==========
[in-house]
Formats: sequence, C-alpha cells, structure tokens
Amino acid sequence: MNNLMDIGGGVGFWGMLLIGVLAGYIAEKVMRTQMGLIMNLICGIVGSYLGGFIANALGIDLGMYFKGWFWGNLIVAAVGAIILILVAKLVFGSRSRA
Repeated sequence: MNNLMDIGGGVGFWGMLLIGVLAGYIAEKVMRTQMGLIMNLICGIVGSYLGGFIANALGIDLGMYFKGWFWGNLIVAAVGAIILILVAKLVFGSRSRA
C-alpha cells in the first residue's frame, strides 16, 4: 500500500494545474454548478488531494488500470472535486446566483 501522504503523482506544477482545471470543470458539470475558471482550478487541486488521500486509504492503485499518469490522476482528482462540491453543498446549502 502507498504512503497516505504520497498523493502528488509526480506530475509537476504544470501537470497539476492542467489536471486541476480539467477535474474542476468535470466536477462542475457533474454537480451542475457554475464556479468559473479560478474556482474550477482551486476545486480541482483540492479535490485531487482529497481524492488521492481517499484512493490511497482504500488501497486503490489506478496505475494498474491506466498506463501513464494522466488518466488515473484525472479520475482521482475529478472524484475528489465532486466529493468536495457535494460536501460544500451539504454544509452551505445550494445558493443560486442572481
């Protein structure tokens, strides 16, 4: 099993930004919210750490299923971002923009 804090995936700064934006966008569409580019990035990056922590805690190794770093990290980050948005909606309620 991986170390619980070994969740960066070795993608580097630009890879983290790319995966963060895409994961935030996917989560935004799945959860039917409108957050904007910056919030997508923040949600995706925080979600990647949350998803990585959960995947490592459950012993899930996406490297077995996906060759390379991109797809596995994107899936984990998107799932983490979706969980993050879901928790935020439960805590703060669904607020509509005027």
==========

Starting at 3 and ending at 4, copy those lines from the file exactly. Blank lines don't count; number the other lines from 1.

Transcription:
Amino acid sequence: MNNLMDIGGGVGFWGMLLIGVLAGYIAEKVMRTQMGLIMNLICGIVGSYLGGFIANALGIDLGMYFKGWFWGNLIVAAVGAIILILVAKLVFGSRSRA
Repeated sequence: MNNLMDIGGGVGFWGMLLIGVLAGYIAEKVMRTQMGLIMNLICGIVGSYLGGFIANALGIDLGMYFKGWFWGNLIVAAVGAIILILVAKLVFGSRSRA